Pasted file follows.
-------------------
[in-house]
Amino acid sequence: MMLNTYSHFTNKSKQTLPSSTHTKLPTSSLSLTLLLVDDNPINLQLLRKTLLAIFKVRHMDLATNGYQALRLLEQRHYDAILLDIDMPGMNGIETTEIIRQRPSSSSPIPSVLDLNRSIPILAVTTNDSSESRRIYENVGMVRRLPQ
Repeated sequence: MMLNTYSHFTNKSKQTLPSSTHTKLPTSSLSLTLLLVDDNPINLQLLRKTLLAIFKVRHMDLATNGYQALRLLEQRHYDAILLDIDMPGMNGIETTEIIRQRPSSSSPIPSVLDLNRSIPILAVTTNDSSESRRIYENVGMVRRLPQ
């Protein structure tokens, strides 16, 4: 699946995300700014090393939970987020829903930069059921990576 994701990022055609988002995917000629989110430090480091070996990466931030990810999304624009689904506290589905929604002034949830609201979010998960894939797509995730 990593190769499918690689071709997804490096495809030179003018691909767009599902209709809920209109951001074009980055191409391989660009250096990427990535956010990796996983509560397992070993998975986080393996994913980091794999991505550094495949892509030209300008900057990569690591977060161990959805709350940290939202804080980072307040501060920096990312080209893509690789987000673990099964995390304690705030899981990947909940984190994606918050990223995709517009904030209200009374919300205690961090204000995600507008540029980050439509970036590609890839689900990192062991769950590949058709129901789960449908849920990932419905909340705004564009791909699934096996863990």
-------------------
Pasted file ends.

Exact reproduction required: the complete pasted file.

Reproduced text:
[in-house]
Amino acid sequence: MMLNTYSHFTNKSKQTLPSSTHTKLPTSSLSLTLLLVDDNPINLQLLRKTLLAIFKVRHMDLATNGYQALRLLEQRHYDAILLDIDMPGMNGIETTEIIRQRPSSSSPIPSVLDLNRSIPILAVTTNDSSESRRIYENVGMVRRLPQ
Repeated sequence: MMLNTYSHFTNKSKQTLPSSTHTKLPTSSLSLTLLLVDDNPINLQLLRKTLLAIFKVRHMDLATNGYQALRLLEQRHYDAILLDIDMPGMNGIETTEIIRQRPSSSSPIPSVLDLNRSIPILAVTTNDSSESRRIYENVGMVRRLPQ
């Protein structure tokens, strides 16, 4: 699946995300700014090393939970987020829903930069059921990576 994701990022055609988002995917000629989110430090480091070996990466931030990810999304624009689904506290589905929604002034949830609201979010998960894939797509995730 990593190769499918690689071709997804490096495809030179003018691909767009599902209709809920209109951001074009980055191409391989660009250096990427990535956010990796996983509560397992070993998975986080393996994913980091794999991505550094495949892509030209300008900057990569690591977060161990959805709350940290939202804080980072307040501060920096990312080209893509690789987000673990099964995390304690705030899981990947909940984190994606918050990223995709517009904030209200009374919300205690961090204000995600507008540029980050439509970036590609890839689900990192062991769950590949058709129901789960449908849920990932419905909340705004564009791909699934096996863990």